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My first experience of pottery was watching my mum and brother make all sorts of creations in clay during my childhood growing up in the1970s on the kitchen table. All sorts of hand crafted pots,  animals, and  chess set pieces would emerge from the small but well used Harrison Meyer  kiln. It must have made a big impression to see all this work emerge magically from the kiln. My brother Stuart, still hand-builds ceramics including birds and animals and runs his own antiques and pottery shop. My mum, Ann Hall, really should have gone to study at  Art School and was also a talented painter. I still cherish a few remaining pieces of her pottery work and I have to thank her for spurring my initial interest with pottery as a child. I still use my Mum's old upright treadle wheel to this day.

I studied on the GAD course at Thurrock Tech between 1991 and 93, which was a revelation to me, experiencing a wide range of different media. Initially I felt  drawn towards painting and Theatre Design. I gained a place at Wimbledon School of Art but this didn't work out! Eventually I wound up on the 3d design degree course at Middlesex, formerly Hornsea School of Art. I found  the course  at Middlesex quite challenging at times, with it's  slant towards industrial slip cast ceramics. This did not put me well  at ease with some of the tutors who didn't seem  to want to give the  time of day  for the hand builders like myself  on the course. I suppose this initial experience of the course had the effect of  making me become more  self reliant as a student potter.  I did though gravitate though  towards particular  tutors- such as  Emmanuel Cooper and Mo Jupp. I found Mo Jupp to be especially a great teacher. Emmanuel meanwhile taught me the basics of throwing,  although he later  advised  me to stick to hand building.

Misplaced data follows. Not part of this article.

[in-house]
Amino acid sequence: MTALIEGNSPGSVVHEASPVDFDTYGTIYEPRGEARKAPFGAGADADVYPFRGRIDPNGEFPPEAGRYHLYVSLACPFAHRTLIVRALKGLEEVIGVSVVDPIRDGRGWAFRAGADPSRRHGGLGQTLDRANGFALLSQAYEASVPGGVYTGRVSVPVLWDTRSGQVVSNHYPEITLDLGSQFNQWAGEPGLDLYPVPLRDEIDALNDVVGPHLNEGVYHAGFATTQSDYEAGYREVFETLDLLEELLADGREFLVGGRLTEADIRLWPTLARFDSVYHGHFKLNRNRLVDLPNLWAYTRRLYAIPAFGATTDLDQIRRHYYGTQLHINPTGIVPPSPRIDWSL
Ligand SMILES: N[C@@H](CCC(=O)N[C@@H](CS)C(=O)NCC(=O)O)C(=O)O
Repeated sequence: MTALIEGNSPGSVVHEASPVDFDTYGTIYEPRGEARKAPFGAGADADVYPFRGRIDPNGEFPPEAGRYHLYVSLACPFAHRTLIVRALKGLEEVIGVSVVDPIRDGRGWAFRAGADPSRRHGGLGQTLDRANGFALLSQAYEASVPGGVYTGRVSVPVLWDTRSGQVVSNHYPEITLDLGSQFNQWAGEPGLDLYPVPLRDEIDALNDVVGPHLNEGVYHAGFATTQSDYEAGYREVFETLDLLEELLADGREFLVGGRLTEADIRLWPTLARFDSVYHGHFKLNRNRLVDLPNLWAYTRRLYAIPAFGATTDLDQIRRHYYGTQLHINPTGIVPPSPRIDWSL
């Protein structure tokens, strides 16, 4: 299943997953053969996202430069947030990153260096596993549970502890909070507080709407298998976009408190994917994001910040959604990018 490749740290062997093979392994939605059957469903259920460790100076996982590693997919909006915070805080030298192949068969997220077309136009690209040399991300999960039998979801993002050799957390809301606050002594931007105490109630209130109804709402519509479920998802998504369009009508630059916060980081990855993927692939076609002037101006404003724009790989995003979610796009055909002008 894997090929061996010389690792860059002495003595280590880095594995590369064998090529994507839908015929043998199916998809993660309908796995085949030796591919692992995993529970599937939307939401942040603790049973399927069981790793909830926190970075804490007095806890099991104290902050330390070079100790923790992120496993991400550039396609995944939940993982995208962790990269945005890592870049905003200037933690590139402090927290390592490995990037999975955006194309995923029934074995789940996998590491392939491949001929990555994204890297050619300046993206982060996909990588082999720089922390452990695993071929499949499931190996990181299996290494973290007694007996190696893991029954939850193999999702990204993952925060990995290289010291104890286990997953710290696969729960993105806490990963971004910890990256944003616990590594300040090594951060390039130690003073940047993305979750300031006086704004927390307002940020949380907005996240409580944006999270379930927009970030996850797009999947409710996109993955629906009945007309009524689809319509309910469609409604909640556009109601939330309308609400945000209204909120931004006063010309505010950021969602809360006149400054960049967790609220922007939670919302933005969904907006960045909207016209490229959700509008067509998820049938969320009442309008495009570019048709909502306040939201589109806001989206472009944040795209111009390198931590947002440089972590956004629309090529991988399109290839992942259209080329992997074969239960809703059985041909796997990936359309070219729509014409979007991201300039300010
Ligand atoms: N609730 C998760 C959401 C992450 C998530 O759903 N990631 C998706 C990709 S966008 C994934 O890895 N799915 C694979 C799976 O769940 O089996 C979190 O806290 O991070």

After leaving Middlesex I applied  for the Royal College of Art Ceramics course in 1999, but was rejected after  a fairly disastrous  interview. Despite this setback, I kept my nerve  and was lucky enough to have work bought by Selfridges and Co in 1999, and began selling my work around  various galleries.  I haven't really looked back ever since. This, accompanied by teaching has helped enable my career.  I've shown work in galleries around the UK and sold to private collectors across the world- including the USA, Canada, India and Taiwan. I've also been lucky to have work acquired by museum collections too. In 2019 I won a gold award at the FAPDA UK JAPAN Art competition.  In 2022 I am featured in Stephen Murfitt's new book on “Contemporary Raku”  alongside some well known Potters  including Tim Andrews, David Roberts and Patricia Shone.

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